Archive for November, 2010

Another Bad Tip for Feeding the Hypersensitive, Orally Defensive or Sensory Processing Disordered Child

November 30, 2010 1 comment

HYPERSENSITIVE or Orally Defensive children are not your typical picky eaters. — photo by Anna Migeon

In my last post, we looked at Amy, one of those children generally considered to be on the autism spectrum, with neurological and physiological causes for being a picky eater.   Amy was diagnosed as “hypersensitive to oral input” or “orally defensive.”

Such children should be under the supervision of a doctor to make sure that their nutritional needs are met. But as with all children who resist eating, the family dynamics and relationship around eating can either aggravate the problems, or ease them.

Amy’s parents do their best to get her to eat. Most recommendations they’ve been given for getting their hypersensitive child to eat involve various forms of pressure and urging. The more desperate they are to get her to eat, the more she digs in her heels, saying her throat “feels swollen up.”

If pressuring your child to eat doesn’t work very well, as it doesn’t with Amy, doing more of the same probably won’t work any better. It may be time to try something completely different.

Bad Tip #4: “Praise her for trying or eating things.”

What could be wrong with affirming and approving your child, who has such a troubled relationship with food, when she does manage to eat?

Amy is a child in ongoing distress. She’s hungry yet can hardly get food down her throat. She needs to feel unconditionally accepted as well as to feel capable and in charge of herself and her own eating. We want to increase her level of comfort with the food itself, not take advantage of her desire for acceptance to control her and to increase the pressure on her. Being watched, fussed over, urged, and evaluated only turns eating into an even less pleasant experience.

“I’m so proud of you for trying the beets!” sounds like positive reinforcement— hardly qualifying as “pressure”— but  it actually underlines the idea in the child’s mind that eating beets is an act of self-denial, the disagreeable thing you do to make your mom happy.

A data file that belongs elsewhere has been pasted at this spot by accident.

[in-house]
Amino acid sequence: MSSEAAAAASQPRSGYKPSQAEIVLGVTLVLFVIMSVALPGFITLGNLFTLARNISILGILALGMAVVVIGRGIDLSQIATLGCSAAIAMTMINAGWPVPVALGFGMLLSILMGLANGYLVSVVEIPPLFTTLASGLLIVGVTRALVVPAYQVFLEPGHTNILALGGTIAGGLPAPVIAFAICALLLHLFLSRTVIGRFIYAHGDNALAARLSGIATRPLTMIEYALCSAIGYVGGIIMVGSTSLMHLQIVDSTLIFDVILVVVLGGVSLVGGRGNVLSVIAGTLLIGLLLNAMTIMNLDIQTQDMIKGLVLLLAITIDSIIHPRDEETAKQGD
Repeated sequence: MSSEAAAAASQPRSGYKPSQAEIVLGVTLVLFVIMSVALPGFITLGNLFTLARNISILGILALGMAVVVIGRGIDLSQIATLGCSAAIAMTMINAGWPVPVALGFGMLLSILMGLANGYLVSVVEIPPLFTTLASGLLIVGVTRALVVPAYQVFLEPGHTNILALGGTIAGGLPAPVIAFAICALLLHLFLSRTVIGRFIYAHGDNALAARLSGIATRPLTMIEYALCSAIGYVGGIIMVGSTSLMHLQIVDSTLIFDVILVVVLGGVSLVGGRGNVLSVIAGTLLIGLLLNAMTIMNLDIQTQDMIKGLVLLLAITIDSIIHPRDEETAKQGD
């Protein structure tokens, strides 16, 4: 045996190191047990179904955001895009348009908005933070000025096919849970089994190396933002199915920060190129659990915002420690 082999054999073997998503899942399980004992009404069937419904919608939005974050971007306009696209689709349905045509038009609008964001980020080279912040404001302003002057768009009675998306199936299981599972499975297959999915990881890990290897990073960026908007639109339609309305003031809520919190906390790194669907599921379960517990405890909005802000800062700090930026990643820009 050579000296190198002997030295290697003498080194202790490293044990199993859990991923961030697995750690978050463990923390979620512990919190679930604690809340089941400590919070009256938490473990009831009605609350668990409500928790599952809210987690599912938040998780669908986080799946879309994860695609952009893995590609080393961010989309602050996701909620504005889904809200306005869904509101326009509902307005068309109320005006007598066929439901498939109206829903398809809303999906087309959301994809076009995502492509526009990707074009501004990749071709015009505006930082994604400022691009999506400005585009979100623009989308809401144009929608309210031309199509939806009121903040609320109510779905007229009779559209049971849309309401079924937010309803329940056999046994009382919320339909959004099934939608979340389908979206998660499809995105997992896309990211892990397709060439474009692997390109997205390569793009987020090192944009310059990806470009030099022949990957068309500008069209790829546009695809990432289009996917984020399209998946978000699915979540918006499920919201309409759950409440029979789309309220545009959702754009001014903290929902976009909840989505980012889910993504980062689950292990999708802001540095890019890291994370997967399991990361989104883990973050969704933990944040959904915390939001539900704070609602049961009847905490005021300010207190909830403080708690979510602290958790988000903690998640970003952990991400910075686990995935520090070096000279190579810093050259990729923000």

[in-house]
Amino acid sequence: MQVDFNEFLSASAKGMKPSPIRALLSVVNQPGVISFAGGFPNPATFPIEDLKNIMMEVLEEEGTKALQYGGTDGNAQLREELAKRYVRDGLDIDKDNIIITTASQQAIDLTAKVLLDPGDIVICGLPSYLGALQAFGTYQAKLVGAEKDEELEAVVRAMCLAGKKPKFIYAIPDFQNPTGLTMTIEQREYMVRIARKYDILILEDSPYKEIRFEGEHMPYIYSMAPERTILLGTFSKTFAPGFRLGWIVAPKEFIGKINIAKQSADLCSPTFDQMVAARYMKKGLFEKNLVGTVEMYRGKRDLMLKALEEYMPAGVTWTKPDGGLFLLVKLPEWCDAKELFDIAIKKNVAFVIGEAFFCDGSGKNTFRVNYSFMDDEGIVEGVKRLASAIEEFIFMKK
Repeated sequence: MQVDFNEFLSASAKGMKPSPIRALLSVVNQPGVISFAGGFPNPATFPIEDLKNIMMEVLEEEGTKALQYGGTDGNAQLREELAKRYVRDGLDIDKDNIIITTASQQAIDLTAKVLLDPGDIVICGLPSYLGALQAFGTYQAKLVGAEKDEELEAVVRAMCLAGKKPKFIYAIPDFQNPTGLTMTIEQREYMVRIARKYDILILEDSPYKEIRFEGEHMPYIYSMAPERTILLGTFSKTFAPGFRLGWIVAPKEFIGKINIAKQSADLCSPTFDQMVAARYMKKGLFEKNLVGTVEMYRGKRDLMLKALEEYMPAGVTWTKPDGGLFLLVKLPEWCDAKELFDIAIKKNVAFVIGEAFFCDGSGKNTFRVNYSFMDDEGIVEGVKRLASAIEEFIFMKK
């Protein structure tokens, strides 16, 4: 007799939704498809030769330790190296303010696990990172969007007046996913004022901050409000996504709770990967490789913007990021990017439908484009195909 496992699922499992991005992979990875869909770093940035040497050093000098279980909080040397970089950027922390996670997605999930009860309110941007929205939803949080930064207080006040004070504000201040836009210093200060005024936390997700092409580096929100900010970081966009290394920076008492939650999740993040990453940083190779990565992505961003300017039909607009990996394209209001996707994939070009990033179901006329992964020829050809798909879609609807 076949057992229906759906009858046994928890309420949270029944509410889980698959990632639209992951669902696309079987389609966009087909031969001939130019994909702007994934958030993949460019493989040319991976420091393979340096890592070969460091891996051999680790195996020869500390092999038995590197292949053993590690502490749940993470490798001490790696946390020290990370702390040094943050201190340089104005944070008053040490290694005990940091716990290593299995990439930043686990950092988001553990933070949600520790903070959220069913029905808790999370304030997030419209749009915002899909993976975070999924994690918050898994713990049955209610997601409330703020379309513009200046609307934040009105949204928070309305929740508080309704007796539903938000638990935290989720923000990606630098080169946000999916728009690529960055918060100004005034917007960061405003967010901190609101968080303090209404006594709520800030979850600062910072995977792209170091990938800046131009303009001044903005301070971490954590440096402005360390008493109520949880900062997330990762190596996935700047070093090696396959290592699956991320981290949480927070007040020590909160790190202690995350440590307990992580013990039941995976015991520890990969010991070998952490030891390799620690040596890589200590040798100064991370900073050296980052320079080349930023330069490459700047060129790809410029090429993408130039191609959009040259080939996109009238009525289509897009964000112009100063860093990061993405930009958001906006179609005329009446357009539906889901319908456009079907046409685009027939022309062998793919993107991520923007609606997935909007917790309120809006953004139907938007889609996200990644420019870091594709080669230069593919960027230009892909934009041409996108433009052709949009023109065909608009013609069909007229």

Praise or  any other such tactics to control her and pressure her to eat just causes Amy to retreat further. Even more than most of us, she naturally resists a push. She needs, even more than the typical child, to take the lead in her own eating.

Instead of Praise for Eating:

  • Switch the environment of pressure to eat to one of letting her come after food as she is able.  Allow her to pursue food for herself instead of feeling she must defend herself against its onslaught or eat something that disgusts her to gain her parents’ approval. Assume she is hungry and wants to eat if she can. Don’t use the power as the parent to get the child to do what you want, even it is “for her own good.” Make only good choices available, then support and reassure rather than pressure her. Let her be in control of her own eating. Your child shouldn’t be eating to please you or for any other reason than to enjoy it and to feel satisfied by it, in the friendly company of her family or friends. Give her the dignity of as much self-control as possible. Avoid giving her any cause to refuse to eat out of rebellion. Back off and let her take the initiative to touch, sniff, taste.
  • Remain as neutral, casual and calm as possible about her eating.  Denying her feelings and difficulties or expressing anger, as frustrating as it all is, will only make matters worse. It’s not fun for her, either. Your hypersensitive child doesn’t start out refusing to eat to make you crazy or to be bratty, though as with any child, that element tends to develop under pressure.

Getting excited when she does manage to eat something different may increase the pressure on her and detract from her own positive feelings about the eating itself. The flip side of the praise coin is criticism. If we praise, what will stop us from criticizing when it doesn’t go as we want it to? If we act like eating is a behavior, good or bad, and judge her for it, how is she going to feel accepted when she can’t help being an extremely picky eater?

Try to accept her problems as the way things are and move forward with as much cheer and nonchalance as you can muster.

  • Let her take the lead about whether she wants to talk about her eating and how she feels about it. Don’t use your own feelings to pressure her to eat. Accept and acknowledge her negative feelings. Instead of praising, reflect and name her own feelings of satisfaction about eating.


Coming soon:

How to support and encourage a child who has difficulty eating

More Bad Tips for Feeding Hypersensitive, Orally Defensive or Sensory Processing Disordered Children

Related Post:

Three Bad Tips for Feeding Hypersensitive, Orally Defensive or Sensory Processing Disordered Children

Three Bad Tips for Feeding Hypersensitive, Orally Defensive or Sensory Processing Disordered Children

November 23, 2010 4 comments

ORALLY HYPERSENSITIVE children are not your typical picky eaters. — photo by Anna Migeon